Mary Willingham accused UNC of holding fake classes that helped athletes stay in school
The university denied the charge for years, but independent investigation confirmed it
The University of North Carolina will pay whistleblower Mary Willingham $335,000 to settle her lawsuit with the university, following the largest academic fraud scandal in NCAA history.
Willingham is the former athletics literacy counselor who blew the whistle about the fake classes that went on for nearly 20 years at the prestigious university.
Willingham spent years fielding attacks from university officials – including accusations that she was lying when she said that officials within the athletic department steered underprepared athletes into the fake classes to keep them eligible.
For nearly five years, UNC denied those claims, but Willingham refused to keep quiet. She first told her story to the News & Observer in Raleigh, and then to national media when the university refused to admit that the classes were well-known to faculty.
The added attention forced UNC to hire a new investigator and launch a new probe in 2014. That latest review, led by Ken Wainstein, a 19-year veteran of the U.S. Justice Department, found exactly what Willingham had always claimed – widespread and systematic cheating.
Willingham left her job last spring after complaining that she was being retaliated against.
“The University’s settlement with Mrs. Willingham resolves all of the outstanding legal issues in the case,” said Rick White, associate vice chancellor of communications and public affairs. “We appreciate the efforts of the mediator to help us achieve a successful and timely conclusion to the mediation. We believe the settlement is in the best interest of the University and allows us to move forward and fully focus on other important issues.”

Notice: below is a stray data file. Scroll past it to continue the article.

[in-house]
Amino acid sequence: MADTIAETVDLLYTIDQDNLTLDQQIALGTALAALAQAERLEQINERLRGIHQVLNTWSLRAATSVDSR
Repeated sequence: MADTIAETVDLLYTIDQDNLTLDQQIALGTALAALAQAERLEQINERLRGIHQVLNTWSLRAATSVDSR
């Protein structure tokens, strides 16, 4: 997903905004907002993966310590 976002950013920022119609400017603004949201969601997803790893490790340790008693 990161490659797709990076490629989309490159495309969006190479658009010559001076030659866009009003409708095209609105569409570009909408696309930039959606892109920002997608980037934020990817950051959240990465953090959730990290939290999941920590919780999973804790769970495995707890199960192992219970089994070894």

When she sued, Willingham said she hoped to accomplish what no other investigation has done – to subpoena documents and to depose university officials under oath. Her lawsuit never got that far.
Instead, she says she’s hoping that will be accomplished by a larger class-action lawsuit filed by powerhouse attorney Michael Hausfeld on behalf of two former UNC athletes.
Devon Ramsay and Rashanda McCants both sued in January, saying they were promised an education but didn’t get one because of the paper class scandal.
Hausfeld is the attorney who beat the NCAA last summer in federal court on behalf of former UCLA player Ed O’Bannon, winning a case that will forever change college sports by forcing the NCAA to eliminate the rule that forbids schools from paying players.
That lawsuit is the reason Willingham says she was OK with entering into mediation in her whistleblower suit. She shared the settlement document with CNN.
“It’s about the students and not about me. I don’t need it to be about me,” Willingham said. “I got an education, but those students left without one, and we still have a system that doesn’t work. And so I’m hopeful that (the Hausfeld lawsuit) will move forward and prove that (NCAA Division I) schools all across the country have a flawed system where a promise of an education isn’t happening, and therefore these students are getting nothing.”
Willingham is co-founder of Paper Class Inc., which serves as a portal and rallying point for the college sports reform movement and includes a program to give students reading help in middle school.
CNN Analysis: Some college athletes play like adults, read like fifth-graders